Repricing for Lower Growth
The marking down of growth expectations given the increasing virus case counts from the delta variant across the globe has continued to pressure Treasury yields lower. Also contributing to the lower yields was the impression the Fed left on investors minds after its June meeting where they moved forward two rate hikes into 2023. The problem is now the Fed is in their quiet period before next week’s FOMC meeting so they can’t add new commentary while the market rapidly reprices growth prospects lower for the second half of the year. We think the Fed may well strike a different tone at next week’s meeting given they have been consistent in their messaging that the direction of public health will be the key factor in driving economic growth as we try and emerge fully from the pandemic. The confident tones about strong economic growth in June may be a little more tempered at next week’s meeting, and while there will be no update to the dot plots, reversing some of the newfound hawkishness from June may give risk assets a chance to rally, once again, and reverse some of the latest drive lower in Treasury yields. Finally, in our podcast this week we go back and replay one of our most popular episodes Building a Better Culture with David Salyers, from Chick-Fil-A. If you missed it the first time or just want to refresh the lessons from David give it listen. The iTunes link can be found here and the Spotify here.
Treasury Yields Poised to Go Lower?
One of the features of the Treasury market after the June Fed meeting was with the moving forward of two rate hikes into 2023, the middle part of the curve repriced to a quicker pace of hikes with yields jumping on the revised outlook. As shown in the chart from Citigroup below after the FOMC meeting 5-year yields spiked to 0.95%. They floated around that level for days after the meeting as the market adjusted to the new Fed outlook. But as you can see as the calendar turned to July, yields started dropping as virus case counts started climbing once again, and second-half growth prospects started to be adjusted lower. The latest move lower this week has pushed yields below the range that had been in place since early March. The jump in yields off the June FOMC meeting expecting a quicker pace to rate hikes was short-lived as the new realities of increased virus cases reared its head once again.
The bigger question for the market is whether the latest health data has convinced the Fed that their June confidence in the economy and concerns over non-transitory inflation may be a bit misplaced? So far economic data is not showing much slowing in activity but consumer confidence is flagging from the recent jump in inflation so we are sure Chairman Powell will be looking for other signs of waning confidence, and perhaps slowing in hard-data given the increasing virus case counts. Powell is also a student of the market and it’s not lost on him the message it sends so with Treasury rates moving to lower levels not seen in months the tone of the Fed next week is likely to be a little less hawkish, and less confident then was the case in June.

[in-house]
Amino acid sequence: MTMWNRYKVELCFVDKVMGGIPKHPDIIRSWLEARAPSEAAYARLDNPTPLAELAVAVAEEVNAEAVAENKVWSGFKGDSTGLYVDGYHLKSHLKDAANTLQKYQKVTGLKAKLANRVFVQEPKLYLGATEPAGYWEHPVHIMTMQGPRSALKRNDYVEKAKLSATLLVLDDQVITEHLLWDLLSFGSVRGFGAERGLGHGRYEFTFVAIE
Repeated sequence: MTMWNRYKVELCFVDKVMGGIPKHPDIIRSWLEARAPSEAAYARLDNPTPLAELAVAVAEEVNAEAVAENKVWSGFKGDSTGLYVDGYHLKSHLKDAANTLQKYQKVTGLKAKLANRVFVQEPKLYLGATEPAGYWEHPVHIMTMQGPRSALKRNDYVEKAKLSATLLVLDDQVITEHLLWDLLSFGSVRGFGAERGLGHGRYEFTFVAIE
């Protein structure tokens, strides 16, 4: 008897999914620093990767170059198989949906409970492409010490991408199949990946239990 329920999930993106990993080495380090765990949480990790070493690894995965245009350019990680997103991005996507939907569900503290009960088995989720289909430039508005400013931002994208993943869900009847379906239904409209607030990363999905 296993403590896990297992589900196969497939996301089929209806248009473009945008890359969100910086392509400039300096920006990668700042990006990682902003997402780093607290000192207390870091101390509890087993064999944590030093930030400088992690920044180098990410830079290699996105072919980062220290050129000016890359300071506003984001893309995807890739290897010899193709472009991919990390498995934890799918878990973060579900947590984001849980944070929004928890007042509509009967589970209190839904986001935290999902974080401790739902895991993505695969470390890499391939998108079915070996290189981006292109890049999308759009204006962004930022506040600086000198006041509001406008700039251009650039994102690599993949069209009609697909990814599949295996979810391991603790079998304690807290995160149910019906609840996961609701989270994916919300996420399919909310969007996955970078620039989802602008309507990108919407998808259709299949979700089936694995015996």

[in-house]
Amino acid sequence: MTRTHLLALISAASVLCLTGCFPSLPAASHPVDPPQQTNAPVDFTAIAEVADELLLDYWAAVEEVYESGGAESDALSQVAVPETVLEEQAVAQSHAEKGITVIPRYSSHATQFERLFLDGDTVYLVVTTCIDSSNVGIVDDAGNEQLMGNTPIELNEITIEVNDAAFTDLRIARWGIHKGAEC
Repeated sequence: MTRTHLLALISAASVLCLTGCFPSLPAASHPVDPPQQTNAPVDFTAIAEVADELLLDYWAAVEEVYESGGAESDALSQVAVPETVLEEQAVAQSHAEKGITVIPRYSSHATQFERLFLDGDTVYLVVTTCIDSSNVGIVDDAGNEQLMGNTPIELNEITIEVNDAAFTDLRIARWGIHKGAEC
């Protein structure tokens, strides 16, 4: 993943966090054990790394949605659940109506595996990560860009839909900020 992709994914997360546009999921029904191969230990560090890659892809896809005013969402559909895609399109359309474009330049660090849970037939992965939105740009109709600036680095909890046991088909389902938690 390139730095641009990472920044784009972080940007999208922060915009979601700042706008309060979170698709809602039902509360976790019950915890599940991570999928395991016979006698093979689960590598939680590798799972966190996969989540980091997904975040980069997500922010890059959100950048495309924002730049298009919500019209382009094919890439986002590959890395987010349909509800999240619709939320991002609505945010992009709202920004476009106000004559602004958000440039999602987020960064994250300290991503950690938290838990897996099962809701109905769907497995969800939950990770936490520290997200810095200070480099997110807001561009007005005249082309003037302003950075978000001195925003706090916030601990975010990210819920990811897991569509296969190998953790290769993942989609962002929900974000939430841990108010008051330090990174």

TIPS Inflation Breakeven Rates Still Elevated but Trending Lower
The spike in inflation over the past several months was more or less predicted by the TIPS Inflation Breakeven Rates as shown in the graph below with both the 10-year and 5-year rates trending higher since the plunge lower during the initial pandemic lockdowns. They continued to climb right into April when the material price gains started to be seen in the monthly CPI numbers.
Since then, however, the breakeven rates have plateaued and recently started to dip some as the marking down of second half growth prospects also flows back into a marking down of future inflation prospects. It’s also notable that the shorter term 5-year inflation breakeven rate continues to be higher than the 10-year rate. That’s a feature that has held since January. Obviously, TIPS investors expect this recent run of inflation to be somewhat transitory as the Fed has repeatedly stated and to trend lower once the supply and demand pressures from reopening abate. While they both remain over the Fed’s 2% target, trending lower as they are should ease the nerves of some Fed members that have an itchy trigger finger on the rate-hiking button. We shall see if some of that outlook is reflected in next week’s FOMC meeting.
Agency Indications — FNMA / FHLMC Callable Rates
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